Tuesday, August 30, 2011

Pick On Someone Your Own Size

These two cartoon strips ran in my local newspaper yesterday:
 Mallard Fillmore Cartoon for Aug/28/2011
Zits Cartoon for Aug/28/2011
     If the first comic had made fun of women, handicapped people, or racial minorities, they wouldn't have printed it in the first place in fear of offending someone. Well, I'm certainly offended. I understand that Bruce Tinsley is trying to make his readers laugh, but he had made the mistake of assuming that his readers consist entirely of adults. In my experience, adults are generally more interested in the sports or news sections.
     As for the second one, I'm not even sure why I bothered to read it this week. I can't recall the last time Zits depicted teenagers doing anything positive. I'm not sure why Jerry Scott and Jim Borgman struggle with this. Luann, Baldo, Hi and Lois, and Foxtrot write perfectly funny strips about teenagers going through everyday life. Flo & Friends features a teenage girl with a pink mohawk who enjoys hanging out with her grandmother.
     After I finish this post, I'm going to write emails to all three cartoonists expressing my frustration, encouraging them to be more tolerant in the future, and mentioning that I my blog has been read hundreds of times in over twenty countries. If I find something else rude, I'll post it here.

Friday, August 19, 2011

The Pros and Cons

The Seven Best Things About Being a Teenager
1: Going to the mall without parents
2: Going to the mall with friends instead of parents
3: Enjoying myself while adults worry about all those silly grown-up things, like taxes.
4: Being able to drive...eventually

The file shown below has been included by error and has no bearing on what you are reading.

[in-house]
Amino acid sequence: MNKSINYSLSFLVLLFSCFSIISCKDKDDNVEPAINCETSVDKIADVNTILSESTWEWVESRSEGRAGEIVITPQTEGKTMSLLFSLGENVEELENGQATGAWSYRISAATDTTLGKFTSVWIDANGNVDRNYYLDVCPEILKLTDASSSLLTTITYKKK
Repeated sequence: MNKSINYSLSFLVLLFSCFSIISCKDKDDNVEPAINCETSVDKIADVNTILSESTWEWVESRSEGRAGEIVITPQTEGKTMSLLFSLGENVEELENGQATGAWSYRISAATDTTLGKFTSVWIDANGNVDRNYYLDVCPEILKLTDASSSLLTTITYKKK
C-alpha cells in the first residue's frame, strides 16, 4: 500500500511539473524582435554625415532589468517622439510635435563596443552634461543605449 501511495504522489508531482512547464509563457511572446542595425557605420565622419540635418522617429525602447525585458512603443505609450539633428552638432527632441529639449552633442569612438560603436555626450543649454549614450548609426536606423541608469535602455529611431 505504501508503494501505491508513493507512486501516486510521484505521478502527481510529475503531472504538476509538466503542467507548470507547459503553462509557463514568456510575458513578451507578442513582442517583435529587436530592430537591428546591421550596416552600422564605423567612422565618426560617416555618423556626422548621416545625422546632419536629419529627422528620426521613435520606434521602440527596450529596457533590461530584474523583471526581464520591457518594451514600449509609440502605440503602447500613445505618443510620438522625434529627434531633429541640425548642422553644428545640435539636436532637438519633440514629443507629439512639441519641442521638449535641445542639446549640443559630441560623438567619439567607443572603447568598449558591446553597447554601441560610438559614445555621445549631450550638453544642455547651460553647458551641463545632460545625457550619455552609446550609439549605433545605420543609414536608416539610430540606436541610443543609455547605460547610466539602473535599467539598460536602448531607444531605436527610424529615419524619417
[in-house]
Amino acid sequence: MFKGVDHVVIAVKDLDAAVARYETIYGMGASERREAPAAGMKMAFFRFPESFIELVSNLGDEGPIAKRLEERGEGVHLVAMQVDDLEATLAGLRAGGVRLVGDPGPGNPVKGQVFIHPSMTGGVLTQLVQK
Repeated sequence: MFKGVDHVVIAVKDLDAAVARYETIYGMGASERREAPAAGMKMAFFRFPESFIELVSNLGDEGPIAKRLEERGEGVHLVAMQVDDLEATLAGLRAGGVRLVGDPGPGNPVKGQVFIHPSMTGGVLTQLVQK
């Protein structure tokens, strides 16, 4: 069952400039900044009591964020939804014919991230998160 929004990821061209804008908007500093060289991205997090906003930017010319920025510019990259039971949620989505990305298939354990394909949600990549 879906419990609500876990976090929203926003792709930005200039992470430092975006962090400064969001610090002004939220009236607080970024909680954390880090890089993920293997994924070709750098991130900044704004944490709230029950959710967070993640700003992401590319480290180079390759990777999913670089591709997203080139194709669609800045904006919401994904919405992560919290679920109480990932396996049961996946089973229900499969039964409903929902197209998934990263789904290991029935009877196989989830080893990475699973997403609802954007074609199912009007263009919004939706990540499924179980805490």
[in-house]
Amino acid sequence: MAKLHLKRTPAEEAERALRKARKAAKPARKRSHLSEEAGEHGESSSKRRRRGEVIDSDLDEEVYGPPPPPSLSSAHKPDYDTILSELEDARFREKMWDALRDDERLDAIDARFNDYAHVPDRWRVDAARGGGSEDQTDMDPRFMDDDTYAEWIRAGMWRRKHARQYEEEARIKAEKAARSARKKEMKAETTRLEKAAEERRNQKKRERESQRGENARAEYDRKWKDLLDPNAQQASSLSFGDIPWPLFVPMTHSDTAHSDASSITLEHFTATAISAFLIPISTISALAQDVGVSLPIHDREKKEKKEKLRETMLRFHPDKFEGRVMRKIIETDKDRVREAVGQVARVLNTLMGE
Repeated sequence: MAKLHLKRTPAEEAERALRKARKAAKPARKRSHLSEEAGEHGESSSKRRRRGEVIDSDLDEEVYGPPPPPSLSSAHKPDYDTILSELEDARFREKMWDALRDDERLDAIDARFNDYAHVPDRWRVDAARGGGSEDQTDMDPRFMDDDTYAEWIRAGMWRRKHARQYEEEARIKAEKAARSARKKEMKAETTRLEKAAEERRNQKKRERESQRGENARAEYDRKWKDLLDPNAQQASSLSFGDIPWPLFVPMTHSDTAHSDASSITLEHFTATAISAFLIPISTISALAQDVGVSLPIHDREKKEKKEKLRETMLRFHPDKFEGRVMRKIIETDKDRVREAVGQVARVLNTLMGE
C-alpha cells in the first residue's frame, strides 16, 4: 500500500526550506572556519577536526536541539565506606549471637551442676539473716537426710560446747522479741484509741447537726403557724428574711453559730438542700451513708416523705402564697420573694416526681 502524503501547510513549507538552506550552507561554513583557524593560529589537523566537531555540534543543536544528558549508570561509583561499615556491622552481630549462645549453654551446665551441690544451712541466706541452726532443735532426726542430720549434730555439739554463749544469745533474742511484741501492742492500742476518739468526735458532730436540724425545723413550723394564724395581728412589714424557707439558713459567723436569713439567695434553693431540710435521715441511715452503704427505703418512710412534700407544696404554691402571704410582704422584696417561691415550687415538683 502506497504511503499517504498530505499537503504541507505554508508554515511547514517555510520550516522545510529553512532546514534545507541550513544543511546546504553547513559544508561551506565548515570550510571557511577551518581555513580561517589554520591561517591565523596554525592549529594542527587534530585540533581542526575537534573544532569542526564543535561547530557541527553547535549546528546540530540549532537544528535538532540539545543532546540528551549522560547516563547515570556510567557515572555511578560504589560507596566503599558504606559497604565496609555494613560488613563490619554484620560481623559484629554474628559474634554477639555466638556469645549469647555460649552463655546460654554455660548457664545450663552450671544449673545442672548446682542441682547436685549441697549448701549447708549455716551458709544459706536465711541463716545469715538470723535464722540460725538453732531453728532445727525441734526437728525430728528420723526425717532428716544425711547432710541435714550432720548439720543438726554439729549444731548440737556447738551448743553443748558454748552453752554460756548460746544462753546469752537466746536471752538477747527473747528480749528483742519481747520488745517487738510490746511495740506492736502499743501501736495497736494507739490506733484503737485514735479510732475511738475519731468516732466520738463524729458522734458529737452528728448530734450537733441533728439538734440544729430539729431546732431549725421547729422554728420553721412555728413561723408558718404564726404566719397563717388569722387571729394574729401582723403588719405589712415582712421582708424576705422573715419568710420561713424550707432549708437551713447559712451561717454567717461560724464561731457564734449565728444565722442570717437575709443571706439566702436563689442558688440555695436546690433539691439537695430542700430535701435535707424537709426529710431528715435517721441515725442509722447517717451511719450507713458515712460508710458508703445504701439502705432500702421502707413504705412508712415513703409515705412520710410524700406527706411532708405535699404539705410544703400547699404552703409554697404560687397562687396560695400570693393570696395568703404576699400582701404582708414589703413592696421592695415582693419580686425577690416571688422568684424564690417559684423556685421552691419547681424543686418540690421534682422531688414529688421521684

5: Not having to eat from the kiddie menu
6: Going on big roller coasters
7: If you so choose to run around walmart with a tutu, a cart full of pineapples, and a friend in a gorilla suit*, nobody wonders why you're doing it. Being a teenager is explanation enough.

The Three Worst Things About Being a Teenager
1: Adults don't take you seriously
2: Comments that would have been called funny if an adult had said them are sassy coming out of your mouth.
3: Whenever you enter a store without an adult, there's the possibility of getting kicked out because somebody thinks you're up to no good.

*If haven't done that (yet) but I've done similar things

Wednesday, August 10, 2011

London Rioters Not Helping

A woman leaps out of a building set on fire by London rioters

    Most of you have heard about the riots going on in London-buildings set aflame, shops being looted, and rioters arrested. In most cases, the rioters are young, most of them under twenty and some as young as eight. Many of them are also unemployed, frustrated with the system, and feel that society owes them something.
     I know they're young, I know they have something to be angry about, I know they're the kind of people I often write about, but I'm not siding with them. They're not like the activists in northwest Africa,  waving signs and chanting slogans. They're not poor, hungry mobs raiding grocery stores for bread and milk. They're mugging people and stealing flatscreen TVs, as if to say, "Society won't give us jobs, so we're never going to be able to afford this. Might as well take it while we have the chance."